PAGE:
Update COVID-19 in Indonesia: 1,542,516 confirmed infections, 41,977 deaths (6 April 2021)
6 April 2021 (closed)
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Just a few years ago, Susilo Bambang Yudhoyono's Democratic Party (in Indonesian Partai Demokrat or PD) enjoyed huge popularity among Indonesia's population. More than one fifth of the electorate voted for the 'Democrats' in the 2009 parliamentary election, a notable achievement in Indonesia's pluralistic society. In particular, the party's hard stance towards corruption was likened by the people. Now, however, the party crumbles under its own weight.
Last Friday, president Yudhoyono announced that he would take back the leadership of his Democratic Party as the party is showing falling popularity rates ahead of the 2014 elections. Various surveys indicate that the party has lost half of its support compared to the 2009 victory. People are dissatisfied with the performance of both the Democratic Party and the president. Although one of the pillars of the party's philosophy was the eradication of wide-spread (political) corruption in Indonesian society, it failed to achieve its ambitious target. When various corruption scandals began to appear within the party itself, many people turned their back to the party. Apart from corruption within the party, Yudhoyono's popularity as president of Indonesia declined as well. Although Yudhoyono - a former army general - still enjoys a clean sheet regarding corruption, he is increasingly regarded as a weak leader by many Indonesians, in particular because of his soft stance towards religious violence and because the fruits of Indonesia's economic growth seem to be enjoyed by a small elite, rather than society at large.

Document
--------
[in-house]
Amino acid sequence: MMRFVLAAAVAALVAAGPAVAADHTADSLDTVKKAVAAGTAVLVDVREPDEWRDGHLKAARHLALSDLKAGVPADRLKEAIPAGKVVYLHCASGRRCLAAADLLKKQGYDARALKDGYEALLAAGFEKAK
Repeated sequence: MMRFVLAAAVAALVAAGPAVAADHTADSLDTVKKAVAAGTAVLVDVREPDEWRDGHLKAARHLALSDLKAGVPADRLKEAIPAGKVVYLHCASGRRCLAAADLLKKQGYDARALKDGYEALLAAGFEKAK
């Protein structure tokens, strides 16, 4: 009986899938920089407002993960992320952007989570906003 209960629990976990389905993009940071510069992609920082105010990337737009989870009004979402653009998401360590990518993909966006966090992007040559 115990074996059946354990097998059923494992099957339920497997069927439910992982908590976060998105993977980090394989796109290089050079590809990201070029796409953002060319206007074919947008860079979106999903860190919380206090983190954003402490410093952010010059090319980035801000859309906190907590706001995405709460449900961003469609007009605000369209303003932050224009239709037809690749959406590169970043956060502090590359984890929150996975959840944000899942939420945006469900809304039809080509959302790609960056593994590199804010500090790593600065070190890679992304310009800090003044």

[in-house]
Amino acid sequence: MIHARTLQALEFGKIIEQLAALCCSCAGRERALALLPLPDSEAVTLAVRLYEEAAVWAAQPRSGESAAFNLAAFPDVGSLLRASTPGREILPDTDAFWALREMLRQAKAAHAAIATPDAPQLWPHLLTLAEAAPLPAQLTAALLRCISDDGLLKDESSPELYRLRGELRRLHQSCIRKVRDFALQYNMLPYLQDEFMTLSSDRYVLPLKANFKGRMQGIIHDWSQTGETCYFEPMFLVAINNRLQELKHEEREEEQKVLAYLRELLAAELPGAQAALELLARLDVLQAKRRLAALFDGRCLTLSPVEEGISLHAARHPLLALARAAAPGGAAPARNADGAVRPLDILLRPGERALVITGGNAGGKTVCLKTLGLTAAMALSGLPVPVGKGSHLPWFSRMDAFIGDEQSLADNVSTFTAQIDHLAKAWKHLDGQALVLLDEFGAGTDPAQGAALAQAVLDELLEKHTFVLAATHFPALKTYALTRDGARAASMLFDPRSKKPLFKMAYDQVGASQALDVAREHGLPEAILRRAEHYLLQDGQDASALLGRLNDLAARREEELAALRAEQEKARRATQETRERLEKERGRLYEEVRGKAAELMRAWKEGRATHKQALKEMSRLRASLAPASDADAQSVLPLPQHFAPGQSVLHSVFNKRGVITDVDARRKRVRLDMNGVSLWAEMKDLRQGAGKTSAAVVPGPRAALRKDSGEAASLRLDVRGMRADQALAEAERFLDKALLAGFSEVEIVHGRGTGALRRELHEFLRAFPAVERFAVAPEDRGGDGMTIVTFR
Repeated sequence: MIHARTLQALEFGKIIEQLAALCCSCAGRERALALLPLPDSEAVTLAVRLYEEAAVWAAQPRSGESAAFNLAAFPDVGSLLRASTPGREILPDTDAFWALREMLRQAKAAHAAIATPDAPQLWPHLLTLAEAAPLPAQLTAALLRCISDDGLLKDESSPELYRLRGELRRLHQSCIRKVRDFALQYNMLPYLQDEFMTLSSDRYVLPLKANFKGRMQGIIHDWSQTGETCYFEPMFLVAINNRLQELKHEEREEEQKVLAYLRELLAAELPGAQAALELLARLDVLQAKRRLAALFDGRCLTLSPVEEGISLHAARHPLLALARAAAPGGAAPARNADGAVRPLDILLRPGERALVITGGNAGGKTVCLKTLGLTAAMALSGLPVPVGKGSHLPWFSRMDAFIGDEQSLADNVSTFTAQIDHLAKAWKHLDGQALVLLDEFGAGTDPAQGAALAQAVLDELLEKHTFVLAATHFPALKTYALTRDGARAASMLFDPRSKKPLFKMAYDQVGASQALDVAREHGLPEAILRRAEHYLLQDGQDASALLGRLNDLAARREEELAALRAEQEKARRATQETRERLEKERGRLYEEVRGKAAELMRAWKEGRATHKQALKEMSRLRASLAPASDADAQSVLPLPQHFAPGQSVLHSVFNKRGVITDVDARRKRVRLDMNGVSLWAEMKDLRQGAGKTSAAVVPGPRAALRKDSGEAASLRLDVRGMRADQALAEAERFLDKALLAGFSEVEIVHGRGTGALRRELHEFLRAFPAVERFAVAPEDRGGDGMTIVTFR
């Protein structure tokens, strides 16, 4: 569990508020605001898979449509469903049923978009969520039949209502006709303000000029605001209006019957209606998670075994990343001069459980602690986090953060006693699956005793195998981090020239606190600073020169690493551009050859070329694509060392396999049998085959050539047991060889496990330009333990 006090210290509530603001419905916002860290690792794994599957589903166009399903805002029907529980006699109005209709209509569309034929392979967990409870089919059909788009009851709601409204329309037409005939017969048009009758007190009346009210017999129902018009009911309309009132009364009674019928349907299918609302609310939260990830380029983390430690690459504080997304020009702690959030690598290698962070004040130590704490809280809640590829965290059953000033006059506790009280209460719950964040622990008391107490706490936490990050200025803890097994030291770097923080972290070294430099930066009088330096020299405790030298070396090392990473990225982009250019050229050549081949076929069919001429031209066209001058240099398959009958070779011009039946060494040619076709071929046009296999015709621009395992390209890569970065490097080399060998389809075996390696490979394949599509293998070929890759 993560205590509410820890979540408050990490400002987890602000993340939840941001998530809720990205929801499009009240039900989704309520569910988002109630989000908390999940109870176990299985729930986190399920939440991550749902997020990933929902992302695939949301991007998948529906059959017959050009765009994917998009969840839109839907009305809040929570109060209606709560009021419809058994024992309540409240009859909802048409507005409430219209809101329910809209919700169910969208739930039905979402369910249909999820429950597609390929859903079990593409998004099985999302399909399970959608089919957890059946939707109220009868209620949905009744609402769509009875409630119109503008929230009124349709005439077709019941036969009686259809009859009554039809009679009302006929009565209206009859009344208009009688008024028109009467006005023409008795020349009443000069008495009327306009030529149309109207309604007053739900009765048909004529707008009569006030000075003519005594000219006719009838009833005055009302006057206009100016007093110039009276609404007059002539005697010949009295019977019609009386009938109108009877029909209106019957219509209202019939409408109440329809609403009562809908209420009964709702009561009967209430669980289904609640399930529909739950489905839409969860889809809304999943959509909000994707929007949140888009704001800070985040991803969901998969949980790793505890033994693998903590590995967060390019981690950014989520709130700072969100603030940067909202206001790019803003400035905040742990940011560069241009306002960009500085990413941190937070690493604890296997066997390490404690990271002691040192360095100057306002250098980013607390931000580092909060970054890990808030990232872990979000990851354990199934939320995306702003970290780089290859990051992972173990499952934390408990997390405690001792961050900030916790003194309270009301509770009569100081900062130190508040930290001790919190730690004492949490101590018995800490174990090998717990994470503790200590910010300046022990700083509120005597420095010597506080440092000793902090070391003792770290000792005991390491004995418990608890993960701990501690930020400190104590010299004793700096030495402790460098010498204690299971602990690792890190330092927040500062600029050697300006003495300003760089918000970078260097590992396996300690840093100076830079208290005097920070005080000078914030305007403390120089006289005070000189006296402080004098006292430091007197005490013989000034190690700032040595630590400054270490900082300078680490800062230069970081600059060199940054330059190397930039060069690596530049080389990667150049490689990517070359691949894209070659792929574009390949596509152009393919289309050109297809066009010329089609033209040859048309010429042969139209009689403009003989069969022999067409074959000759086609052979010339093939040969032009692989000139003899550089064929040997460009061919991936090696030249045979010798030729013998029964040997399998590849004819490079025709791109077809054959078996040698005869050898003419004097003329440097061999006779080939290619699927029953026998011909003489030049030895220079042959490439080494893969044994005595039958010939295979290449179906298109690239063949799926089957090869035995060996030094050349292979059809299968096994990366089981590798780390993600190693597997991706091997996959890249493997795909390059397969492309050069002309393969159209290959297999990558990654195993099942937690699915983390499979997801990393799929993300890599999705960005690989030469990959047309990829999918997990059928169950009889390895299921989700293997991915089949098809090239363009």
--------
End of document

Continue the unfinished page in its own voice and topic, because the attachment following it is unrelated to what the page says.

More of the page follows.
In his announcement last Friday, Yudhoyono said he would focus on cleaning and restructuring the party, thereby replacing Anas Urbaningrum (chairman of the Democratic Party) as leader of the party. Yudhoyono stated that this step will also provide more time for Anas to focus on this legal process. Anas is one of the Democrat members that has been linked to a corruption case recently. Although Indonesia's Corruption Eradication Commission (KPK) has not made an official statement yet, sources inform that Anas is involved in the 'Hambalang sports center'-case. Allegedly, Anas received bribes from state-controlled construction companies Adhie Karya and Wijaya Karya to win the tender to build the Hambalang sports center in Bogor (West Java).
The roots of this issue date back to early 2011, when the treasurer of the Democratic Party, Muhammad Nazaruddin was named a suspect in the Hambalang-case, subsequently fled the country and was eventually arrested in Colombia. During his hideout, Nazaruddin was able to communicate to Indonesian media and named fellow Democrats members, in particular chairman Anas and parliament member Angelina Sondakh, as accomplices. Sondakh was convicted to 4.5 years in jail last month, while Anas is still waiting for actions of the KPK. Moreover, in December 2012, minister of Youth and Sports Affairs Andi Mallarangeng (a close Yudhoyono protege) stepped down as minister after he was labelled a suspect in the Hambalang-case.
All in all, it has resulted in significant declining popularity of the Democratic Party. Whether Yudhoyono will succeed in restoring the party's image after re-taking its leadership, remains doubtful. On the positive side (for Yudhoyono), the other main Indonesian political parties are not free of scandals and problems too.